(http://i833.photobucket.com/albums/zz254/Jeffie922/Victorias%20Cottage%20in%20Maine/spiralstairsblanksstack.jpg)

These blanks were run through a planer and then two were glued together to make a 21" wide blank (2 treads each)




(http://i833.photobucket.com/albums/zz254/Jeffie922/Victorias%20Cottage%20in%20Maine/spiralstairsblankswithhandplane.jpg)

Next I started to make the stair treads.



(http://i833.photobucket.com/albums/zz254/Jeffie922/Victorias%20Cottage%20in%20Maine/spiralstairstreadwithpoly.jpg)


Polyurethaning the first six treads.  I added a grit to the polyurethane for the top of the treads - so they're not slippery.


Title: Re: A Victoria's Cottage in Western Maine
Post by: SkagitDrifter on June 04, 2010, 08:14:21 AM
Now, that there is really cool.
Talk about turning construction grade material into gold.
Nice work- looking forward to seeing more progress.
I may have missed it but will you use wood or metal for the hand rail and balusters?
Great job!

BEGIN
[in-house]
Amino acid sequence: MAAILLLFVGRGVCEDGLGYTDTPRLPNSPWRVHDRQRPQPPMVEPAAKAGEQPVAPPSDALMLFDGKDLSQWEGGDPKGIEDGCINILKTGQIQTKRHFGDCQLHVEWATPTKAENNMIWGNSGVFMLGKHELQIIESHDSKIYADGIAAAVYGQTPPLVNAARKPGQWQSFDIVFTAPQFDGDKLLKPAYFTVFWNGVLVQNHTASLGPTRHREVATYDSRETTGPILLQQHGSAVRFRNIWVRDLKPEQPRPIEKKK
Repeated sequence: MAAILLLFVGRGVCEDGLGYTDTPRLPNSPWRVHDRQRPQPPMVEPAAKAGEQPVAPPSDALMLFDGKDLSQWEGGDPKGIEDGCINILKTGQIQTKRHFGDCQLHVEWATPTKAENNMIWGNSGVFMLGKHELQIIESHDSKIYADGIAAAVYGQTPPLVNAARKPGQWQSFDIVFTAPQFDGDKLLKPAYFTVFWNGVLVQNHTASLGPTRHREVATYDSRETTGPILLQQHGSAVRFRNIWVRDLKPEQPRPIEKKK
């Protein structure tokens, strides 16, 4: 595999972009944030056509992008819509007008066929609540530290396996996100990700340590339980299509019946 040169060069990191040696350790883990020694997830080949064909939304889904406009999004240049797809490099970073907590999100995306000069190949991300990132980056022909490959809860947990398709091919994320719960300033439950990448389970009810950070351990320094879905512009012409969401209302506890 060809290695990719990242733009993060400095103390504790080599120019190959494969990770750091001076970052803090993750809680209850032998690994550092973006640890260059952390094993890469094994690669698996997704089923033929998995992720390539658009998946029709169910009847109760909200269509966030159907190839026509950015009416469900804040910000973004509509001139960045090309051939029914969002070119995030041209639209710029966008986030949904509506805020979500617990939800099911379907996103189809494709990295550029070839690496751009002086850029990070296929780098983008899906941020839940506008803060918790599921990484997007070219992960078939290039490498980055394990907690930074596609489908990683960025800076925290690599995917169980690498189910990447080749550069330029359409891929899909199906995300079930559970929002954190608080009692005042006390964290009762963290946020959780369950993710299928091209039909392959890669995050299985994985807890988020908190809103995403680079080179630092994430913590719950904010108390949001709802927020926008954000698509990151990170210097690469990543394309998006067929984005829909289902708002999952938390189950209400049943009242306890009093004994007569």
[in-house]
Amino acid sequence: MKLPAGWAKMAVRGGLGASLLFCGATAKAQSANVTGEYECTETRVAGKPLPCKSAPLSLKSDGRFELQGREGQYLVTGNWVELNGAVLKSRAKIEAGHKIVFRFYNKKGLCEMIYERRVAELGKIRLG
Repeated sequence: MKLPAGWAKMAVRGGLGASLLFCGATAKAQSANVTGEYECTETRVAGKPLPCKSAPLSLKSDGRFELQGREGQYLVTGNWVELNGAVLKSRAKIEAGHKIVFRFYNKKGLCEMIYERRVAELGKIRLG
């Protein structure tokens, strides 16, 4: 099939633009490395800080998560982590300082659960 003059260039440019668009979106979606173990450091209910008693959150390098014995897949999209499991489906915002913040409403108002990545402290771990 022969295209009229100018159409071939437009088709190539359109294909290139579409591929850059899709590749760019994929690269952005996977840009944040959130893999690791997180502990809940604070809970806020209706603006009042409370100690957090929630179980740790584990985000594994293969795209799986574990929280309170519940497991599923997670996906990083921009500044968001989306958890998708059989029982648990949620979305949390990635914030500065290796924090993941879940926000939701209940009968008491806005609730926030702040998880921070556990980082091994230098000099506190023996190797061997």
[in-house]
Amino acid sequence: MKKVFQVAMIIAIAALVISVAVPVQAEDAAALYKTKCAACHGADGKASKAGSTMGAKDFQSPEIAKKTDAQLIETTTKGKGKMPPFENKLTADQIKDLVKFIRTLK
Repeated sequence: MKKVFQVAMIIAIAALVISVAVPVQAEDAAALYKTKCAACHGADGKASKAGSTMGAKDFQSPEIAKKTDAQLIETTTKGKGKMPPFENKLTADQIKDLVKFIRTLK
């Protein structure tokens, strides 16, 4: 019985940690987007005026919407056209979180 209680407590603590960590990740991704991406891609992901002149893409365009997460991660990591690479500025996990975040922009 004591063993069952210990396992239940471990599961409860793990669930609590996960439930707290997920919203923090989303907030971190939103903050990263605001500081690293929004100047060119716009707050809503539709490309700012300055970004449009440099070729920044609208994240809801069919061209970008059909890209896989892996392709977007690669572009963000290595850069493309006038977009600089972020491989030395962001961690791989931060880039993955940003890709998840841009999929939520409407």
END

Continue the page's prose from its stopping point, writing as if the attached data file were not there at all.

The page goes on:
Tom
Title: Re: A Victoria's Cottage in Western Maine
Post by: Jeff922 on June 04, 2010, 09:56:44 AM
I'm using a metal center post painted a metallic dark grey which will make aesthetic sense with the exposed Simpson hangers.  Some people veneer the center post, but I don't like things that are trying to look like something they're not.  The balusters and handrail are wood also.  The handrail is laminated and molded flat then pulled into a helix.  I worked in a woodproducts manufacturing environment for almost 10 years using hardwoods exclusively - maple, birch, beech, and ash.  But I'm no hardwood chauvinist.  I actually like softwoods like pine.  They tool well, smell nice, and ya can't beat the price. ;)  Thanks for the positive words!
Title: Re: A Victoria's Cottage in Western Maine
Post by: rdzone on June 04, 2010, 10:19:19 AM
The stairs look great so far.  I downloaded the stair plans from the same site as you.  I had planned on a smaller cabin and was going to use spiral stairs, but we have been building the 2 story universal so we went with John's layout.  Have you found any problems using the plans/instructions?


Chuck
Title: Re: A Victoria's Cottage in Western Maine